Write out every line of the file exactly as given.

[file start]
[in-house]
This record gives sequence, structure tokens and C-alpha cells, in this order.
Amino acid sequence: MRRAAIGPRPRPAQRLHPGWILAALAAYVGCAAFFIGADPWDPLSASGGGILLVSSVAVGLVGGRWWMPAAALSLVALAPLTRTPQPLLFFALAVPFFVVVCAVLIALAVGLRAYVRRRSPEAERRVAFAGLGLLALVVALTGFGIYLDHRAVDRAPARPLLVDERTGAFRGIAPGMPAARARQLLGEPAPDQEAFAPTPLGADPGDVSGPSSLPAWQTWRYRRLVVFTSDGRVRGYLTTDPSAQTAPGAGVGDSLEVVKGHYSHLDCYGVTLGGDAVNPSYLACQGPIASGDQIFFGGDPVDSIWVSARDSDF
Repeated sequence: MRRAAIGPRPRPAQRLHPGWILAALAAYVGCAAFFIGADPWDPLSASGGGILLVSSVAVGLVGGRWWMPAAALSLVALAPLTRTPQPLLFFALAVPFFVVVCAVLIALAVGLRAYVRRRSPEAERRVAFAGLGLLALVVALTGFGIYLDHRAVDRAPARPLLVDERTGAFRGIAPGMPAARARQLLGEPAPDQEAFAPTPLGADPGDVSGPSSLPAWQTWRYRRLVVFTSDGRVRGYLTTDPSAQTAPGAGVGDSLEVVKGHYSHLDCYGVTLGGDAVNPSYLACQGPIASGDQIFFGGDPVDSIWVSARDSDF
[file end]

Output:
[in-house]
This record gives sequence, structure tokens and C-alpha cells, in this order.
Amino acid sequence: MRRAAIGPRPRPAQRLHPGWILAALAAYVGCAAFFIGADPWDPLSASGGGILLVSSVAVGLVGGRWWMPAAALSLVALAPLTRTPQPLLFFALAVPFFVVVCAVLIALAVGLRAYVRRRSPEAERRVAFAGLGLLALVVALTGFGIYLDHRAVDRAPARPLLVDERTGAFRGIAPGMPAARARQLLGEPAPDQEAFAPTPLGADPGDVSGPSSLPAWQTWRYRRLVVFTSDGRVRGYLTTDPSAQTAPGAGVGDSLEVVKGHYSHLDCYGVTLGGDAVNPSYLACQGPIASGDQIFFGGDPVDSIWVSARDSDF
Repeated sequence: MRRAAIGPRPRPAQRLHPGWILAALAAYVGCAAFFIGADPWDPLSASGGGILLVSSVAVGLVGGRWWMPAAALSLVALAPLTRTPQPLLFFALAVPFFVVVCAVLIALAVGLRAYVRRRSPEAERRVAFAGLGLLALVVALTGFGIYLDHRAVDRAPARPLLVDERTGAFRGIAPGMPAARARQLLGEPAPDQEAFAPTPLGADPGDVSGPSSLPAWQTWRYRRLVVFTSDGRVRGYLTTDPSAQTAPGAGVGDSLEVVKGHYSHLDCYGVTLGGDAVNPSYLACQGPIASGDQIFFGGDPVDSIWVSARDSDF